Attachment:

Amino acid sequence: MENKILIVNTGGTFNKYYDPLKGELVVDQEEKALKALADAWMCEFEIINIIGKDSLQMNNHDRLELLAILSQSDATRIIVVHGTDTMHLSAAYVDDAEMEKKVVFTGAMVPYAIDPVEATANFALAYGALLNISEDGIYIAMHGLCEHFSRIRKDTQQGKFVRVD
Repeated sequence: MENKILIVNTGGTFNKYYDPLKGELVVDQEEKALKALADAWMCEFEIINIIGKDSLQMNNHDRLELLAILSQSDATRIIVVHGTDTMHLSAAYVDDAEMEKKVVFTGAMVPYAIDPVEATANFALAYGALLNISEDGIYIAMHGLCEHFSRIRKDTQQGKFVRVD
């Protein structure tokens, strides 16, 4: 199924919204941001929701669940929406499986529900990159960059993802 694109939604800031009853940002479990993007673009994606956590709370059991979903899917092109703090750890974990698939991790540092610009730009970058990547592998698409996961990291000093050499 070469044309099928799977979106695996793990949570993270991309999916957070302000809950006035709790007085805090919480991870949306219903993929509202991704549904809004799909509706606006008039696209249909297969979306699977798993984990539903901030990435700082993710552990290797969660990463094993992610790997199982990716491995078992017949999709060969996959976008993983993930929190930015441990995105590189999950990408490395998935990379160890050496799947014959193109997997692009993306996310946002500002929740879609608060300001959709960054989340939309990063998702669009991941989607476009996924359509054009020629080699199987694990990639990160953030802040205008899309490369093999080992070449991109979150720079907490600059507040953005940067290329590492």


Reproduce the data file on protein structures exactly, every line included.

Amino acid sequence: MENKILIVNTGGTFNKYYDPLKGELVVDQEEKALKALADAWMCEFEIINIIGKDSLQMNNHDRLELLAILSQSDATRIIVVHGTDTMHLSAAYVDDAEMEKKVVFTGAMVPYAIDPVEATANFALAYGALLNISEDGIYIAMHGLCEHFSRIRKDTQQGKFVRVD
Repeated sequence: MENKILIVNTGGTFNKYYDPLKGELVVDQEEKALKALADAWMCEFEIINIIGKDSLQMNNHDRLELLAILSQSDATRIIVVHGTDTMHLSAAYVDDAEMEKKVVFTGAMVPYAIDPVEATANFALAYGALLNISEDGIYIAMHGLCEHFSRIRKDTQQGKFVRVD
């Protein structure tokens, strides 16, 4: 199924919204941001929701669940929406499986529900990159960059993802 694109939604800031009853940002479990993007673009994606956590709370059991979903899917092109703090750890974990698939991790540092610009730009970058990547592998698409996961990291000093050499 070469044309099928799977979106695996793990949570993270991309999916957070302000809950006035709790007085805090919480991870949306219903993929509202991704549904809004799909509706606006008039696209249909297969979306699977798993984990539903901030990435700082993710552990290797969660990463094993992610790997199982990716491995078992017949999709060969996959976008993983993930929190930015441990995105590189999950990408490395998935990379160890050496799947014959193109997997692009993306996310946002500002929740879609608060300001959709960054989340939309990063998702669009991941989607476009996924359509054009020629080699199987694990990639990160953030802040205008899309490369093999080992070449991109979150720079907490600059507040953005940067290329590492």